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Hell hath no fury like a privileged male scorned.
Case in point: the Newfoundland and Labrador House of Assembly.
On rare days, some things get done there, but for the most part it is so painful to watch. Dysfunctional is perhaps the best we can say about it. Toxic could also work.
I suppose the silver lining if you’re Dwight Ball is you’re not Ontario Premier Doug Ford or federal Conservative Leader Andrew Scheer this week, but really if that’s the best you can say, it’s not good.
Politics has always been a messy business, as it is naturally adversarial. That doesn’t mean bullying and harassment are acceptable behaviours. Healthy debate and discourse can and should be done without either.
No doubt we are experiencing a bit of a watershed moment in politics. And it may get messier before it gets better. But the tolerance for behaviours that were long-tolerated and hidden from public view are no longer being accepted. And their exposure is shaking political foundations.
Brave women in politics are pushing back against sexism, harassment, bullying and good-old boys who think it is still the good-old days. News flash: it’s not.
Sherry Gambin-Walsh is one such woman.
She must have felt intense pressure to stop speaking out, including her remarks this week in which she noted simply that Eddie Joyce’s apology was not that apologetic.
It wasn’t an apology at all. When you say the words inside the Legislature and then basically take them back right away outside the House of Assembly, it’s not an apology. Indeed, Joyce went on to say he had nothing to apologize for.
Not once have we witnessed a reflective moment from either Joyce or Dale Kirby, the two Liberals MHAs who came under scrutiny in investigations this past year.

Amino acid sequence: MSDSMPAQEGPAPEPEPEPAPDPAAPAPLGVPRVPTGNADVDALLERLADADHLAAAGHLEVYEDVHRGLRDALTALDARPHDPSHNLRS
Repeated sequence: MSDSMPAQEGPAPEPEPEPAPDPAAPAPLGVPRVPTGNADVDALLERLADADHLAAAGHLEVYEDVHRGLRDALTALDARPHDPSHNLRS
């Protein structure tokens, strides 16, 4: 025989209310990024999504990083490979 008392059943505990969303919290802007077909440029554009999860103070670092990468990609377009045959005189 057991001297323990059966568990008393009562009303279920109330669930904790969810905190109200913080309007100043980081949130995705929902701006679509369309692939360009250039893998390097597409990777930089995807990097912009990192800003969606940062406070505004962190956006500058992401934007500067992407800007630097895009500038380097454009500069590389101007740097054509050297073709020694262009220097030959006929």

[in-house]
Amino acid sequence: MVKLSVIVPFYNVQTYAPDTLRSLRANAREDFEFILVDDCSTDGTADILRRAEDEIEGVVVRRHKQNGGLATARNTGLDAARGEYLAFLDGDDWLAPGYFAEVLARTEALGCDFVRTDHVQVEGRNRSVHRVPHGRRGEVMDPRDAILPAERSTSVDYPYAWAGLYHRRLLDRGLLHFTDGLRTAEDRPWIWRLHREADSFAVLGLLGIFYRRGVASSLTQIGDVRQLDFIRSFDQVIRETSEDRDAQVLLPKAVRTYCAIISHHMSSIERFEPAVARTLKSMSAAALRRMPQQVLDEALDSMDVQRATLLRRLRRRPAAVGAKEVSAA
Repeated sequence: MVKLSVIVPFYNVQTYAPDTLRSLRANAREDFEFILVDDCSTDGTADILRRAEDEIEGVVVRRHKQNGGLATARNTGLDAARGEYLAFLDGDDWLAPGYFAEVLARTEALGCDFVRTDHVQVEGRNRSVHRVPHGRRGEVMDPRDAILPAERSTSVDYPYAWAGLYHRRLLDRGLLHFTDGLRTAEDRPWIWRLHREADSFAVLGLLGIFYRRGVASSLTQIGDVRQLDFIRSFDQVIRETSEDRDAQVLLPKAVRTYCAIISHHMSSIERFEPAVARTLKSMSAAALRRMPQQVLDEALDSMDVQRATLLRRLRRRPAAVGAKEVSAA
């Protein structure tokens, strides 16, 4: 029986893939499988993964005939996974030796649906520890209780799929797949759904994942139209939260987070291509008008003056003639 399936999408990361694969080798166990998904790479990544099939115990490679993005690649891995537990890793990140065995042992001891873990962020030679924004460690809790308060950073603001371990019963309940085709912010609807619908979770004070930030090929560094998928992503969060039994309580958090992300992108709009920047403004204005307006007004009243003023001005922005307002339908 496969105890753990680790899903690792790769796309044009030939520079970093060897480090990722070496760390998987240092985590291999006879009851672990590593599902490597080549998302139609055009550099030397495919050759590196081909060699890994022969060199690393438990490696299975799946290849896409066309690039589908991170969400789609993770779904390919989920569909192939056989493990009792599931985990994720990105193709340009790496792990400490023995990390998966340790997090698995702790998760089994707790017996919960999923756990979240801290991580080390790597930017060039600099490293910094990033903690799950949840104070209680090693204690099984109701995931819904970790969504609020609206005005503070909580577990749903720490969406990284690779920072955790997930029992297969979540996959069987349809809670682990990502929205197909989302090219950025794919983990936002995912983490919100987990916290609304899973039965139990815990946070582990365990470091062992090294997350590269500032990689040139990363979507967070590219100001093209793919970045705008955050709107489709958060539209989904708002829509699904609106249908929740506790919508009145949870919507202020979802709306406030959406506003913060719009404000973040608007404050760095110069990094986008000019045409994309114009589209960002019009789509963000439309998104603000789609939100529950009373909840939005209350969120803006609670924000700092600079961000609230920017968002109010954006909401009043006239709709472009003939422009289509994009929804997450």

I keep thinking that it must have been incredibly uncomfortable and isolating for Gambin-Walsh in caucus. I suspect she experienced and may still experience isolation as this is too-often the usual response to women who refuse to shut up.
A friend of mine attended a government event within the last year in which Gambin-Walsh was also present. The details are not important. What is: she was not recognized in the room by her colleagues making the announcement. It was obvious to many.
These kinds of isolating behaviours are bullying, plain and simple.
And yet she persisted. And we should thank her for it.
What’s also become clear through the complaints of harassment that have gripped the Newfoundland and Labrador legislature is the lack of understanding among too many elected officials about what constitutes harassment and bullying.
Joyce had said: “It’s just like Syria — someone don’t like you? Let’s leak it to somebody, get your name out there. Once your name is out there, they’ll drag you out and flog you, who cares.”
For the record, no Eddie Joyce what you have experienced is nothing like what the people in war-torn Syria are experiencing and you should be ashamed to even make such a terrible comparison.
Here’s an idea. Usually when there are workplace harassment complaints and investigations, the investigator examines the specific complaint, but also looks to see if there is a systemic problem in that workplace.
None of us need to read a report from the investigator to understand there are systemic sexist problems in the political workplace. We see it.
Therefore, anti-harassment and respectful workplace training should be mandatory for all MHAs. The Legislature should also pass an all-party resolution to have an assessment done of their workplace.
Also having a clearly understood, safe, proper complaints and investigation process is critical to maintaining a respectful workplace. We haven’t really seen that yet either.
We need our political leaders to take political leadership. The province is facing pressing problems. We need more resources for immigration to achieve more robust immigration targets. We also need a climate and a jobs plan. These things should go hand in hand.
But these big issues require meaningful, rigorous debate. They require political leadership.
And we haven’t see much of either lately.
Lana Payne is the Atlantic director for Unifor. She can be reached by email at firstname.lastname@example.org. Twitter: @lanampayne Her column returns in two weeks